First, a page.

The Island of Dr. Moreau (1996 film)

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The Island of Dr. Moreau
Island of dr moreau ver2.jpg
Theatrical release poster
Directed by John Frankenheimer
Produced by Edward R. Pressman
Screenplay by Richard Stanley
Ron Hutchinson
Based on The Island of Doctor Moreau 
by H. G. Wells
Starring Marlon Brando
Val Kilmer
David Thewlis
Fairuza Balk
Music by Gary Chang
Cinematography William A. Fraker
Edited by Paul Rubell
Distributed by New Line Cinema
Release dates
  • August 23, 1996 (1996-08-23) (United States)
  • November 15, 1996 (1996-11-15) (United Kingdom)
Running time
96 minutes
Country United States
Language English
Budget $40 million
Box office $49,627,779

The Island of Dr. Moreau is a 1996 American science fiction horror film, the third major film adaptation of H. G. Wells' novel The Island of Doctor Moreau, about a scientist who attempts to convert animals into people. The film stars Marlon Brando, David Thewlis, Val Kilmer, Ron Perlman, and Fairuza Balk, and was directed by John Frankenheimer, who was brought in half a week after shooting started. The screenplay is credited to the original director Richard Stanley and Ron Hutchinson.


In 2010, United Nations negotiator Edward Douglas (David Thewlis) survives a plane crash in the Java Sea and is eventually rescued by a passing boat. Aboard, a man called Montgomery (Val Kilmer) tends to him, and after telling him the boat has no radio, he promises Douglas the captain will take him to Timor after dropping him off. However, when they arrive at Montgomery's destination referred to as "Moreau's Island", he instead advises Douglas to stay with him, ostensibly so he can use the radio on the island.

Montgomery unloads a shipment of rabbits at a pen, and one runs away while he slaughters another for Douglas' meal. They then head on to the Main House where Douglas is warned not to wander. There, he meets a daughter of Dr. Moreau's called Aissa (Fairuza Balk), but Montgomery turns him away from her and leads him to his room. On the way, they discuss how Moreau vanished after becoming obsessed with his animal research. Montgomery locks Douglas in his room, but he manages to escape that night. He then comes across a laboratory where he witnesses the birth of a mutant baby, belonging to and delivered by human-animal hybrids. He is noticed, escapes, and runs into Aissa who leads him to the village of the mutants. On the way, they find the partially eaten corpse of a rabbit, not far from a leopard hybrid called Lo-Mai (Mark Dacascos). At the village, they find the Sayer of the Law (Ron Perlman) whose Law preaches "being human" in terms of restraint and discipline. Dr. Moreau (Marlon Brando), referred to as "The Father" by the mutants, appears. He controls the villagers by using a remote control that causes pain through an implant under the creatures' skin. Moreau forces the village to hand over Douglas only to peacefully take him to the House to discuss the situation.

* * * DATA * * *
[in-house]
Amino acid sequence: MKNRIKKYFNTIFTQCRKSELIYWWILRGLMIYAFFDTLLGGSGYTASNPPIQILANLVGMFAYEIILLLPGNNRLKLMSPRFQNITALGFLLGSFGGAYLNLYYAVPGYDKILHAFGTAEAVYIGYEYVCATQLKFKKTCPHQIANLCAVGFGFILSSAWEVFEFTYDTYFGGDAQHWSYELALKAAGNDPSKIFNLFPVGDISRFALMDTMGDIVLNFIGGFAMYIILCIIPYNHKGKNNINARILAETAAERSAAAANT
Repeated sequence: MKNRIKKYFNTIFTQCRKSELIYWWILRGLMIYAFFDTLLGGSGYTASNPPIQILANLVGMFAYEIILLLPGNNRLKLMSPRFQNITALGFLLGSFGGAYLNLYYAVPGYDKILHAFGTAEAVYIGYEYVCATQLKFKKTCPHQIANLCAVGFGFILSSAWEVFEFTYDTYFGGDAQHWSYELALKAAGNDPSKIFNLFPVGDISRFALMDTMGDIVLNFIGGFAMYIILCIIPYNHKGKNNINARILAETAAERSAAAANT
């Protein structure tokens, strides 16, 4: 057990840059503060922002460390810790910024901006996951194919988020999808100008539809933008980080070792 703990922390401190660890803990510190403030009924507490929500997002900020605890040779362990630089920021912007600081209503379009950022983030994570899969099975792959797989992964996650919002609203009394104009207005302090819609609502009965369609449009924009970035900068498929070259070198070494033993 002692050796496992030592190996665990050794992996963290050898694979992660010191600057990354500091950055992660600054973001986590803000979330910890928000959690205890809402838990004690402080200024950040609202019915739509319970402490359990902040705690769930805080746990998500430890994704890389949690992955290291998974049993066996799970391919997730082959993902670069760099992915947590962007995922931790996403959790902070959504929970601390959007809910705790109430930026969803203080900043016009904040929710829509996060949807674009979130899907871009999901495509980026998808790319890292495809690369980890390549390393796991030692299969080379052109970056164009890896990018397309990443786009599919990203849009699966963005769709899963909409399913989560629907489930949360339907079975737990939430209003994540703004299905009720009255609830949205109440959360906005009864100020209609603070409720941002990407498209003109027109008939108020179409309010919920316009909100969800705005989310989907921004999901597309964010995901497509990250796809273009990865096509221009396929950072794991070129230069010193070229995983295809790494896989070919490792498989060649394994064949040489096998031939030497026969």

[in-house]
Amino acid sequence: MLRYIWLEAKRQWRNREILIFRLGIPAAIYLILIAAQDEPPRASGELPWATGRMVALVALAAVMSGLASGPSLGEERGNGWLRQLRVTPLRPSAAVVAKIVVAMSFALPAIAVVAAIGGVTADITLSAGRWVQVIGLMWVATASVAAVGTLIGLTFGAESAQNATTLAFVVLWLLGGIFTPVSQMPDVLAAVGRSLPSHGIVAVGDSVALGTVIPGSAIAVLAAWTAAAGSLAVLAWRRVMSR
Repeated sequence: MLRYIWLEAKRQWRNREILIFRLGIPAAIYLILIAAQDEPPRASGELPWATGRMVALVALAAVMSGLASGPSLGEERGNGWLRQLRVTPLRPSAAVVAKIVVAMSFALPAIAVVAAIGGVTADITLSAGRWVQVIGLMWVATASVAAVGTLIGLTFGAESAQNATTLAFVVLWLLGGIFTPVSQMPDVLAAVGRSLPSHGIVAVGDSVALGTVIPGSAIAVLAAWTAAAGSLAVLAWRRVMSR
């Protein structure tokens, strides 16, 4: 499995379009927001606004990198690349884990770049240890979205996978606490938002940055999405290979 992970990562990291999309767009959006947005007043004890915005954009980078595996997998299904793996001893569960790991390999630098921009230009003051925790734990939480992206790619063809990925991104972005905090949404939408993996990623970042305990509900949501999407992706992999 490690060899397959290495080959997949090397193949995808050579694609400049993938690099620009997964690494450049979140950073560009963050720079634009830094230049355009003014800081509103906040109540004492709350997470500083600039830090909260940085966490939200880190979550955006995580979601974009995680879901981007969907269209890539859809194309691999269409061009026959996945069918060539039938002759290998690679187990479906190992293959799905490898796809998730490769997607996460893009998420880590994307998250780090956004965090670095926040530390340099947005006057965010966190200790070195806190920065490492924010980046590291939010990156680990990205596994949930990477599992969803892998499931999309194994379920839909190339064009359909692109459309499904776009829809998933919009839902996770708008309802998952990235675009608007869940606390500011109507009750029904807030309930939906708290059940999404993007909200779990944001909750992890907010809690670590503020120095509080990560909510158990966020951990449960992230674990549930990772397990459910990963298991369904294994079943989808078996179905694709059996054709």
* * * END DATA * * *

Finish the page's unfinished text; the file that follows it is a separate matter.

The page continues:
Douglas, Montgomery and Moreau gather and he introduces his hybrid "children" and later dine. Then, he explains his creations: he introduced human DNA into animals in search of a higher being, incapable of harm. The existing Beast Folk are imperfect, but Moreau claims to be "closer than [Douglas] could possibly imagine" in his quest. Moreau's son Azazello (Temuera Morrison) comes in with the rabbit, to the disgust of Moreau who abhors killing. When he learns of the eaten rabbit, he promises that there will be a trial the next day. Douglas tries to escape by boat, but finds it overrun with rat-like creatures and gives up.

At the trial, Azazello unexpectedly shoots Lo-Mai. His body is burned, and a mutant called Hyena-Swine (Daniel Rigney) comes, notices the pain implant among his remains, then removes his own. Montgomery reveals to Douglas that in addition to the pain, the animals are controlled through regular drugging to prevent them from "retrogressing". Hyena-Swine shows off the removed implant, and so Montgomery sets the other beasts after him. Meanwhile, Douglas tries to contact the outside world, but Montgomery sabotages the radio and Aissa reveals to Moreau that she is regressing as it shows her with cat-like eyes.